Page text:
The discovery of aspirin: a reappraisal

Walter Sneader

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166 Citations (Scopus)
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The discovery of aspirin is customarily said to have resulted from Felix Hoffmann's rheumatic father encouraging his son to produce a medicine devoid of the unpleasant effects of sodium salicylate. Hoffmann, a chemist in the pharmaceutical laboratory of the German dye manufacturer Friedrich Bayer & Co in Elberfeld, consulted the chemical literature and came across the synthesis of acetylsalicylic acid and then prepared the first sample of pure acetylsalicylic acid on 10 August 1897. This was marketed in 1899 under the registered trademark of Aspirin. This account of the discovery first appeared in 1934 as a footnote in a history of chemical engineering written by Albrecht Schmidt, a chemist who had recently retired from IG Farbenindustrie—the organisation into which F Bayer & Co had been incorporated in 1925.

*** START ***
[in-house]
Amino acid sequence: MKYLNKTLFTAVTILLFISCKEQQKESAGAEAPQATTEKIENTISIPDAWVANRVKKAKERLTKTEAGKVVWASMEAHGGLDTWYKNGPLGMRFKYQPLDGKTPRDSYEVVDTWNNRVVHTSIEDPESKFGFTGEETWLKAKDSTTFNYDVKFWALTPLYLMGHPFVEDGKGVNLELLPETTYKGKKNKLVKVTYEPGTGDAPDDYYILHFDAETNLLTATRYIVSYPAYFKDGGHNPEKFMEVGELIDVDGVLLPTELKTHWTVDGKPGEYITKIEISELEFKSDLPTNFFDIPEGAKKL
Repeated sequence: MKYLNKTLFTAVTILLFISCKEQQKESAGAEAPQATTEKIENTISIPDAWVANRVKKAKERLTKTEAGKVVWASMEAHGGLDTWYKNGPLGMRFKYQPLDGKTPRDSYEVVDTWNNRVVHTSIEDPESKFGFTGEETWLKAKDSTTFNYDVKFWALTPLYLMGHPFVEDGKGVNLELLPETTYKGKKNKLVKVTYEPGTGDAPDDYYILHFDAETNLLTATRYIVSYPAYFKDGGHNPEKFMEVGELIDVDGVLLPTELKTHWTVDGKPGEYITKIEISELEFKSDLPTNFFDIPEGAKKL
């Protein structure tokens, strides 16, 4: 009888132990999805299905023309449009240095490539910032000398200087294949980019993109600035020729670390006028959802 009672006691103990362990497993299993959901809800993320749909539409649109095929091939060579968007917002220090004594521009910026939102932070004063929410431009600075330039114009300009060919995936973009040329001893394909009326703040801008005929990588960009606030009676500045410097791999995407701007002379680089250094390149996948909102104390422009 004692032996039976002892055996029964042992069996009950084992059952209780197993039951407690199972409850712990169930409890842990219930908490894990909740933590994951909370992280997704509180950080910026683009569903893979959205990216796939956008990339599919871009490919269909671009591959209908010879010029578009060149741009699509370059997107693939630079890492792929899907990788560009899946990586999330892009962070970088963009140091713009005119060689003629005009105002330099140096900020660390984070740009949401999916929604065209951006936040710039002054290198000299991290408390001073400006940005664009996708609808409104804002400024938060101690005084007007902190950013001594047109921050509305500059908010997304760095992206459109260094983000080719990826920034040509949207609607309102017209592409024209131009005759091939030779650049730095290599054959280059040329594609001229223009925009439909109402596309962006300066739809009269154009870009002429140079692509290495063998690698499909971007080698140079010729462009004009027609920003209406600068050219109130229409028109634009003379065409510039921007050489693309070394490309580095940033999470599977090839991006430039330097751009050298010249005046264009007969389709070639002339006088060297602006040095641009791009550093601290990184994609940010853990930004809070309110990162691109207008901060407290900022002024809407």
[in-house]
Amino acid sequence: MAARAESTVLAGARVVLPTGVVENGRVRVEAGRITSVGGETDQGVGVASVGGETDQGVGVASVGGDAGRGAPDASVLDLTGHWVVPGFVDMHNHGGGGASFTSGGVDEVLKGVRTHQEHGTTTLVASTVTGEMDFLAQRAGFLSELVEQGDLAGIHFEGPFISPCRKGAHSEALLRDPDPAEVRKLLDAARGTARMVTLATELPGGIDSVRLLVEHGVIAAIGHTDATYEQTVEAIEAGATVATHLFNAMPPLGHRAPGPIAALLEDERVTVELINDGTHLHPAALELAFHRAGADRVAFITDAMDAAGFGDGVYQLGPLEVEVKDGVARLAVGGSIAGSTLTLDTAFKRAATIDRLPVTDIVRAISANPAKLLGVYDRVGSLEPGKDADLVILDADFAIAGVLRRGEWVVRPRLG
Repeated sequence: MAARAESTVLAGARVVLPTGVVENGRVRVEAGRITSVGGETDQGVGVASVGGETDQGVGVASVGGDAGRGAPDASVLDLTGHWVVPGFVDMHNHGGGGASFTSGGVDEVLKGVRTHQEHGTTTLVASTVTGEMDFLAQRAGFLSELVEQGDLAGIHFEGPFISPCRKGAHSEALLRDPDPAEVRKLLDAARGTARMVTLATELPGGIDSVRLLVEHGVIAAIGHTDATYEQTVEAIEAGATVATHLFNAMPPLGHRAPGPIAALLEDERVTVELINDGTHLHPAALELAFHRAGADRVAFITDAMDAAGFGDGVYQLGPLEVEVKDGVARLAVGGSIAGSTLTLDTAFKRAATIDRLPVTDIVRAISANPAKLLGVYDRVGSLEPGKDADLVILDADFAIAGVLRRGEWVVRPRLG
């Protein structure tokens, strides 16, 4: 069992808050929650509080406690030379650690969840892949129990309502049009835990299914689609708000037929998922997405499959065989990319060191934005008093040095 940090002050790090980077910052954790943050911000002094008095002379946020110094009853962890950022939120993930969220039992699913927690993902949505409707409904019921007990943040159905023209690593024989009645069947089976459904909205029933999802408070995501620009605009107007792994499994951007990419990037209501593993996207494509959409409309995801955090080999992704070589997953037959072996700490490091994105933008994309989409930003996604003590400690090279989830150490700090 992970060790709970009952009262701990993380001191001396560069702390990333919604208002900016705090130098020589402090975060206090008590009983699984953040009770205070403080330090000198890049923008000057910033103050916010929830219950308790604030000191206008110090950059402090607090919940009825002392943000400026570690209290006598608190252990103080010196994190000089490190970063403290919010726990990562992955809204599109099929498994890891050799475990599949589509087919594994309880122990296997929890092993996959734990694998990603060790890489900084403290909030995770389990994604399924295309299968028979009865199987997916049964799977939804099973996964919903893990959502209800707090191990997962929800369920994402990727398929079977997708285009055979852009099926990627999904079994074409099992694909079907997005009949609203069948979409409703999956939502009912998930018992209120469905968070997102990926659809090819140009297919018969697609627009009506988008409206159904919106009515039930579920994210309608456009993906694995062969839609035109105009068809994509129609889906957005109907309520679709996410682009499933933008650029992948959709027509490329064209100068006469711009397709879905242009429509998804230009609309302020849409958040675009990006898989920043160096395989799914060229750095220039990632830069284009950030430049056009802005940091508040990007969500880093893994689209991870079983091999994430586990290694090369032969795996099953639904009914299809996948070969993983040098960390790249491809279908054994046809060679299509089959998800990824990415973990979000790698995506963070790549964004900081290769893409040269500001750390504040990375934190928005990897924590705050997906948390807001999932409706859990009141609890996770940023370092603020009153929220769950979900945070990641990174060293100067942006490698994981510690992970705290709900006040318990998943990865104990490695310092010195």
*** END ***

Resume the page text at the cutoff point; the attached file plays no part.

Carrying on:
Original languageEnglish
Pages (from-to)1591-1594
Number of pages4
Issue number7276
Publication statusPublished - 22 Dec 2000


  • anti-inflammatory agents, Non-Steroidal
  • aspirin
  • chemistry, pharmaceutical
  • Germany
  • 19th century
  • 20th century
  • biography
  • historical article


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